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MA Fine Art Degree Show 2018 – 1984 and beyond

I am a bit late in writing up my thoughts on the MA Fine Art Degree Show which took place at The New Art Gallery, Walsall. The exhibition has ended now, but I didn’t want to remain speechless about an exhibition that inspired me so much and included the work of some very good friends of mine who have now left (and whose presence I will miss about the place as I complete my MA). My excuse for not writing this earlier is work. I have been extremely busy with paid work and sadly, this has eaten into any time for art or writing about art. However, today, lying in my sick bed nursing a delicate digestive system, I have both the time and inclination to write.

When I think back to this year’s MA Fine Art Show one word comes to mind: 1984. I’m not talking about the year I chose my GCSE options, the year of Thatcher’s height of fame, the year of big mobiles and yuppies. I’m referring to the novel by George Orwell of that name. To me, as I walked around the exhibition with my three boys during the opening night, the MA Fine Art Show had an Orwellian feel to it. By this I mean that the themes the pieces covered reminded me of the vision of the future in that book, a vision that has to some degree come to fruition, yet it has also, in many ways, remained science fiction. It is the mix of community-artist interactions and us-them concepts delved into which I felt at the MA Show that gave me this eerie sensation.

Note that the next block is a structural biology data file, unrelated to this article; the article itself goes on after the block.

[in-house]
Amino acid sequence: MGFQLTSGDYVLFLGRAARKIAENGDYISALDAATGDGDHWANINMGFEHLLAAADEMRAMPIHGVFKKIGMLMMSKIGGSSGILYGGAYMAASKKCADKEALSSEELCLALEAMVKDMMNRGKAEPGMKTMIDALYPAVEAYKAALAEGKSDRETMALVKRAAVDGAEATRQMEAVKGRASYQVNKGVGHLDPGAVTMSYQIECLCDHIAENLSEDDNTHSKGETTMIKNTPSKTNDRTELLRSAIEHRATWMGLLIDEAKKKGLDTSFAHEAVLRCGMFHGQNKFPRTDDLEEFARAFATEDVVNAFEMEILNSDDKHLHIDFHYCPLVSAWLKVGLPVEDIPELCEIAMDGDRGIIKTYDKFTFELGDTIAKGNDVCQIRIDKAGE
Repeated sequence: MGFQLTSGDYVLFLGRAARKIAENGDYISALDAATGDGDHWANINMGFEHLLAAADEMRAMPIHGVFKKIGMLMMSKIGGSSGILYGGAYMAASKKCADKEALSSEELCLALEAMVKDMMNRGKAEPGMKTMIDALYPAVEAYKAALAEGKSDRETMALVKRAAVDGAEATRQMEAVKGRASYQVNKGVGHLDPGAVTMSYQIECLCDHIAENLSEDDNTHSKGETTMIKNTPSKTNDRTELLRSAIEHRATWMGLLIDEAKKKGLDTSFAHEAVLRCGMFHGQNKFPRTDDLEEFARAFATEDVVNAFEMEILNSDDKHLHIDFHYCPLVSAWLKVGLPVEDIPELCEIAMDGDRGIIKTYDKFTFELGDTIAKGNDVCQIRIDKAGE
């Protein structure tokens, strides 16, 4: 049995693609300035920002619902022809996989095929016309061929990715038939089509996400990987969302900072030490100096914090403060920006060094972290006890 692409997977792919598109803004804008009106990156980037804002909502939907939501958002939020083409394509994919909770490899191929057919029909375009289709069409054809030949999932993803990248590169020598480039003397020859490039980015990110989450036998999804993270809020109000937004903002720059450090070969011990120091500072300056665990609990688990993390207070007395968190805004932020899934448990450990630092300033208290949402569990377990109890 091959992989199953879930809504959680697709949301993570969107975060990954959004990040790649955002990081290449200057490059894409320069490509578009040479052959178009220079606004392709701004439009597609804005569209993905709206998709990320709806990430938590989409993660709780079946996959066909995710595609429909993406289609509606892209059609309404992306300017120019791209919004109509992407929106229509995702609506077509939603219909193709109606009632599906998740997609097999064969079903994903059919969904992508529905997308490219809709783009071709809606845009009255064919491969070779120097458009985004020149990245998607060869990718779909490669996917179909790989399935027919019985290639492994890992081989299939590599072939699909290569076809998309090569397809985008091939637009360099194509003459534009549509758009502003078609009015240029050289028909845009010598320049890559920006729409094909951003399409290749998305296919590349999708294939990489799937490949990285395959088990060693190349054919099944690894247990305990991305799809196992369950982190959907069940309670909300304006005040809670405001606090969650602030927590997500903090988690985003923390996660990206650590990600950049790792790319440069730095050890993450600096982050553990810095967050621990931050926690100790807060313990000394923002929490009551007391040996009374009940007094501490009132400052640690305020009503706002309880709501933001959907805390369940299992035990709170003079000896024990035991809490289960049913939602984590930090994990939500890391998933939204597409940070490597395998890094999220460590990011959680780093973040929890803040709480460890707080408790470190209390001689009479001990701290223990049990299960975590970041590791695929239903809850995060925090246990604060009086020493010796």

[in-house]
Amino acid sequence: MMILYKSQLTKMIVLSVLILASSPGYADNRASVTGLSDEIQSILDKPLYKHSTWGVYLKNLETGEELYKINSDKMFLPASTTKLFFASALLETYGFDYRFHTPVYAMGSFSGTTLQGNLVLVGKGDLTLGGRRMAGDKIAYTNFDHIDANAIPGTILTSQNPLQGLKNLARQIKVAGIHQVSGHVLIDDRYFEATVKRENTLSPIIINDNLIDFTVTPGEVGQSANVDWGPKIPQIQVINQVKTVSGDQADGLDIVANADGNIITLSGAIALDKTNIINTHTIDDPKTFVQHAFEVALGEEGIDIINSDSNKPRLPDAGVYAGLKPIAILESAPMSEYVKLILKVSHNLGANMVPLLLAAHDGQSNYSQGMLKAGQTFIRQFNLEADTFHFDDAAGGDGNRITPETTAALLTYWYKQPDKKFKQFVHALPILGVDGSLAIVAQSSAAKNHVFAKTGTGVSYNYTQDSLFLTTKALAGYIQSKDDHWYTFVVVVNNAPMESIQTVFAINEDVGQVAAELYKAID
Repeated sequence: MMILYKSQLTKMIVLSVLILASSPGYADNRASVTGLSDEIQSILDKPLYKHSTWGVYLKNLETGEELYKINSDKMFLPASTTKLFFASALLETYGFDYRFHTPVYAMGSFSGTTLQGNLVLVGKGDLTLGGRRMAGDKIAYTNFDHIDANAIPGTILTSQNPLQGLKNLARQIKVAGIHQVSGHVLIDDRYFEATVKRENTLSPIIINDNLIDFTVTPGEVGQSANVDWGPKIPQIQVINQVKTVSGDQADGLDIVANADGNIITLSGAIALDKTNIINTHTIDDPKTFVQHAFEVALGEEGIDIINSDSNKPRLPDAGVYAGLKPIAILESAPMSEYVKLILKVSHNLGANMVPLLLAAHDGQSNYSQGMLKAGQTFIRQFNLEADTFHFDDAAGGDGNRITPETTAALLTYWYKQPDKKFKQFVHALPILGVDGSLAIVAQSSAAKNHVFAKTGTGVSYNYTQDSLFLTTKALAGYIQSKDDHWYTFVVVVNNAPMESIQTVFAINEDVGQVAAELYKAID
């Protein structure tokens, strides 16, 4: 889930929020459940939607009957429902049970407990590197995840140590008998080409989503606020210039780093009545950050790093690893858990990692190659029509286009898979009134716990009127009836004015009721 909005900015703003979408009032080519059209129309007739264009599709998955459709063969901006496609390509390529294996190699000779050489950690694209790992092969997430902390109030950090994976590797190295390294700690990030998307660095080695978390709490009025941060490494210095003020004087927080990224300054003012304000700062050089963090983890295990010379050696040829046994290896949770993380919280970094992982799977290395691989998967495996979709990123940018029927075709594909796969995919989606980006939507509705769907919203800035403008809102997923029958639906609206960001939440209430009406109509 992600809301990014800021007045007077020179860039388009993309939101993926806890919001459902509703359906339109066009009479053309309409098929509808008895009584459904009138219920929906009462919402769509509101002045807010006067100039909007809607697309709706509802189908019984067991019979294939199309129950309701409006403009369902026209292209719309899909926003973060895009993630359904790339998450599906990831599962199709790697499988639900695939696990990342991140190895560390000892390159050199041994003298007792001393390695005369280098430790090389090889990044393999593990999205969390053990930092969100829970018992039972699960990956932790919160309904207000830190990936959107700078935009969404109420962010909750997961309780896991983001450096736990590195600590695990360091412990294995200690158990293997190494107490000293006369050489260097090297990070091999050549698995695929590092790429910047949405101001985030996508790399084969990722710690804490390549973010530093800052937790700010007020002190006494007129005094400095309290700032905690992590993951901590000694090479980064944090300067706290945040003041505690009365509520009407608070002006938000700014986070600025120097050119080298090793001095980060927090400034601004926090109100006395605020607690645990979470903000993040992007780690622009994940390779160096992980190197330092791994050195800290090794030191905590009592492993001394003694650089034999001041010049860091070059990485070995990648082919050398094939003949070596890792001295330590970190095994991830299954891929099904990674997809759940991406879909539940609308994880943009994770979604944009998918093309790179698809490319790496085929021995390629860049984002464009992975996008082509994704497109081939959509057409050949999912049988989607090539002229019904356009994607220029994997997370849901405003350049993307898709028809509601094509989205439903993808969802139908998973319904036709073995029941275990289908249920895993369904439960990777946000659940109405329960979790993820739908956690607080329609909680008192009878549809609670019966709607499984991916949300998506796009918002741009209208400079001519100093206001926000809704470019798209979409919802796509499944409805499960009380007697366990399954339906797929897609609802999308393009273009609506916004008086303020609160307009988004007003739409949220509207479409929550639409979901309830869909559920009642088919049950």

Big Brother is watching you

The space itself was an amazing space for an exhibition: shiny black floor, tall white walls, room upon room of well-presented and professional creative artworks. Together it was a delight for the senses and for the brain. There was much to think about and ponder on, including time and space; the contemporary avant garde; self-image; projected image; inequality in wealth; capitalism; community; stereotypes; and surveillance. There was art to look at, art to interact with, art to walk inside and around. I felt as if there were no bounds on the artworks on display, which as I say often is what art should be now. There are no bounds and neither should there be now. Anything goes: from the simple to the complicated, from the crafted to the borrowed, from the static to the moving, from the big to the small. 

What is time and space? Are they the same thing?